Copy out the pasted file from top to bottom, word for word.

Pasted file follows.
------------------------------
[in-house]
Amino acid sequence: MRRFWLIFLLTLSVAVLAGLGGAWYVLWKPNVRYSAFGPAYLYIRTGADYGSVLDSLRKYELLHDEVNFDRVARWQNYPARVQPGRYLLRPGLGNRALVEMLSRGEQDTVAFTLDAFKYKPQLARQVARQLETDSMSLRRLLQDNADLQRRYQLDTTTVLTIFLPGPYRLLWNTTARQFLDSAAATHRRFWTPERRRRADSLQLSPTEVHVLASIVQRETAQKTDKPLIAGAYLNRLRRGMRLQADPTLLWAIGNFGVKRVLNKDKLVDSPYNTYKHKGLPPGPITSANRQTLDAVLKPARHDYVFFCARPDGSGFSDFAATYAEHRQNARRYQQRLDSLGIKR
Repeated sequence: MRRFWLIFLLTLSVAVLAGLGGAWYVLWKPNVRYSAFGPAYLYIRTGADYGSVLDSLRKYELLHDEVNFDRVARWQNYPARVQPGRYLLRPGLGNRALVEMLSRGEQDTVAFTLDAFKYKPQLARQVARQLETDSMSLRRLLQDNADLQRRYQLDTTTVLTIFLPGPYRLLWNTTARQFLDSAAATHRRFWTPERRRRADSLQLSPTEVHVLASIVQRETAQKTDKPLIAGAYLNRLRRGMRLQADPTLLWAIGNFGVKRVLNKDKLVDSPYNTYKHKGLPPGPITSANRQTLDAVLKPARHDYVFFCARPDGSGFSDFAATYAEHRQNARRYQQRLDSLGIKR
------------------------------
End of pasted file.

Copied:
[in-house]
Amino acid sequence: MRRFWLIFLLTLSVAVLAGLGGAWYVLWKPNVRYSAFGPAYLYIRTGADYGSVLDSLRKYELLHDEVNFDRVARWQNYPARVQPGRYLLRPGLGNRALVEMLSRGEQDTVAFTLDAFKYKPQLARQVARQLETDSMSLRRLLQDNADLQRRYQLDTTTVLTIFLPGPYRLLWNTTARQFLDSAAATHRRFWTPERRRRADSLQLSPTEVHVLASIVQRETAQKTDKPLIAGAYLNRLRRGMRLQADPTLLWAIGNFGVKRVLNKDKLVDSPYNTYKHKGLPPGPITSANRQTLDAVLKPARHDYVFFCARPDGSGFSDFAATYAEHRQNARRYQQRLDSLGIKR
Repeated sequence: MRRFWLIFLLTLSVAVLAGLGGAWYVLWKPNVRYSAFGPAYLYIRTGADYGSVLDSLRKYELLHDEVNFDRVARWQNYPARVQPGRYLLRPGLGNRALVEMLSRGEQDTVAFTLDAFKYKPQLARQVARQLETDSMSLRRLLQDNADLQRRYQLDTTTVLTIFLPGPYRLLWNTTARQFLDSAAATHRRFWTPERRRRADSLQLSPTEVHVLASIVQRETAQKTDKPLIAGAYLNRLRRGMRLQADPTLLWAIGNFGVKRVLNKDKLVDSPYNTYKHKGLPPGPITSANRQTLDAVLKPARHDYVFFCARPDGSGFSDFAATYAEHRQNARRYQQRLDSLGIKR